Originally published on Legal Fures - 10/06/19 - Though not necessarily under the remit of Deputyship, many teams will undertake PHA Funerals or have some involvement with them:

 

The legislation that gives local authorities the statutory powers to carry out funerals is not fit for purpose.

That’s what council officers told us at the second Finders International Public Health Act Funerals conference, which took place on 2nd May this year, and was attended by representatives of councils from all over England and Wales.

The legislation, which has been in place for more than thirty years, does not consider how attitudes have changed towards funerals in society and how we carry out funerals. Families are more fragmented and don’t necessarily feel obliged to make funeral arrangements for next of kin they may have had little or no contact with. Given recent rises in the amount of funerals undertaken by local authorities, it is only set to increase in the near future.

Minimum standards

Council officers at the conference felt that any reform should set out a minimum standard, although they could not agree on how this might be enforced. Some local authorities opt to cremate whilst others bury, but there is no standard practice. Should legislation make sure a deceased person’s wishes are adhered to (if they are known) and how would this be done?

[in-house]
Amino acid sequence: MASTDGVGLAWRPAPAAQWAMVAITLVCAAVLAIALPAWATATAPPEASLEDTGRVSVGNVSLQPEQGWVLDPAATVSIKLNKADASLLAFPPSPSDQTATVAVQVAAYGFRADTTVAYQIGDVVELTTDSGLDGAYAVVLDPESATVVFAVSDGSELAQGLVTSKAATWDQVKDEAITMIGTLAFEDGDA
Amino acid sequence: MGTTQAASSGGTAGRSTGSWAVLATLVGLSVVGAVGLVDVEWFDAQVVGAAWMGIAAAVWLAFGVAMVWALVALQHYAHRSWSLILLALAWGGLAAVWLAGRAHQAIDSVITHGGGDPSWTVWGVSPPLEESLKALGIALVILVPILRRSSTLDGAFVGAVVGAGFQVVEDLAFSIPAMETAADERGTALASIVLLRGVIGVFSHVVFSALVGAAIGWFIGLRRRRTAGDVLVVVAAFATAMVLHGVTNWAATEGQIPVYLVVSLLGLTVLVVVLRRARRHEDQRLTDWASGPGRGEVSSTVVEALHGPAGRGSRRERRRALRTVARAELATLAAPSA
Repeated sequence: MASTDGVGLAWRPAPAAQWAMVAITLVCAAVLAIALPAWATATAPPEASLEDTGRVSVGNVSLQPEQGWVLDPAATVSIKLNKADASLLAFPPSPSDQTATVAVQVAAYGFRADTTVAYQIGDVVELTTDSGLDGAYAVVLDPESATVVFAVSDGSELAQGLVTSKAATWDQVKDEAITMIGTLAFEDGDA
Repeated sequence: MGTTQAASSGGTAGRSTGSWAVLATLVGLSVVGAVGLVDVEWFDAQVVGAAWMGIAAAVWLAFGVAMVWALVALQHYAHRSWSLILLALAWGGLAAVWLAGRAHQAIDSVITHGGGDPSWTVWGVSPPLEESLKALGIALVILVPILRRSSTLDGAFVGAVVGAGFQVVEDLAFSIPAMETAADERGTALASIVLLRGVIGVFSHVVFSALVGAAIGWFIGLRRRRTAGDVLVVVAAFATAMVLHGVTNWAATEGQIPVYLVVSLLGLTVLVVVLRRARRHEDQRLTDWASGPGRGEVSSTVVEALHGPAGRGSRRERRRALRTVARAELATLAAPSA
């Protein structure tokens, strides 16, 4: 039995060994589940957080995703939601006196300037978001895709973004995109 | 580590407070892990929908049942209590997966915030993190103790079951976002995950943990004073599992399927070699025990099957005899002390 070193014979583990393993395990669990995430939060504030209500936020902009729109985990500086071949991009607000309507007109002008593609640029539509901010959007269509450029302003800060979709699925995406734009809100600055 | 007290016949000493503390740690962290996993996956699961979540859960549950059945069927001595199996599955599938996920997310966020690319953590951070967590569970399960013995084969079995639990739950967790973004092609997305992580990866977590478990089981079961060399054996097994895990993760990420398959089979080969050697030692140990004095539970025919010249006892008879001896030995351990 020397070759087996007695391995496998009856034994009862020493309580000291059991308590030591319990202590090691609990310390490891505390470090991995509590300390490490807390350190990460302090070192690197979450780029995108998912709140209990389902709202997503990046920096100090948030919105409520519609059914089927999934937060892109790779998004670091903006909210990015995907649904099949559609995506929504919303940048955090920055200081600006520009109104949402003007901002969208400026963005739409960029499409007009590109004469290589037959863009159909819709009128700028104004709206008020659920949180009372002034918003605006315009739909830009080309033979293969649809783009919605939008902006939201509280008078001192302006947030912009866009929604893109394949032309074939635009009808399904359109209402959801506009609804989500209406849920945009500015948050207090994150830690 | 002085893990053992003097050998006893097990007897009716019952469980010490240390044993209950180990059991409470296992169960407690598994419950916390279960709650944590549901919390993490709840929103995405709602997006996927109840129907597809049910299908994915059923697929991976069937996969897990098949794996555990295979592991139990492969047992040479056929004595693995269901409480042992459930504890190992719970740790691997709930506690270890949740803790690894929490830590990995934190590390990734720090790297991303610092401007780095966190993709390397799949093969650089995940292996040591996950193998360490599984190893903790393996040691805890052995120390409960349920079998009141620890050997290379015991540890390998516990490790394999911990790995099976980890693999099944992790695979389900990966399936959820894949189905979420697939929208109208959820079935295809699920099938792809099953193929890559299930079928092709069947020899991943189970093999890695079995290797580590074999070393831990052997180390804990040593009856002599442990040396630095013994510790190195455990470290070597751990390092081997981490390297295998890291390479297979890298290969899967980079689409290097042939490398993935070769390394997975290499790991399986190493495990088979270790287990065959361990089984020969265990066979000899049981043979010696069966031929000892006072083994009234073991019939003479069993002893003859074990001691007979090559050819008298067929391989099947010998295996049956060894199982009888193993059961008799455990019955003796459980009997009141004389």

As the Competition and Markets Authority is carrying out a review of the funeral industry in the wake of rising costs and is proposing a funerals regulator, perhaps the role of ensuring standards could be placed with them?

The majority thought that the word ‘paupers’ should not be used, with some officers reporting they found it to be offensive. Officers felt that the word does not show the deceased dignity and respect.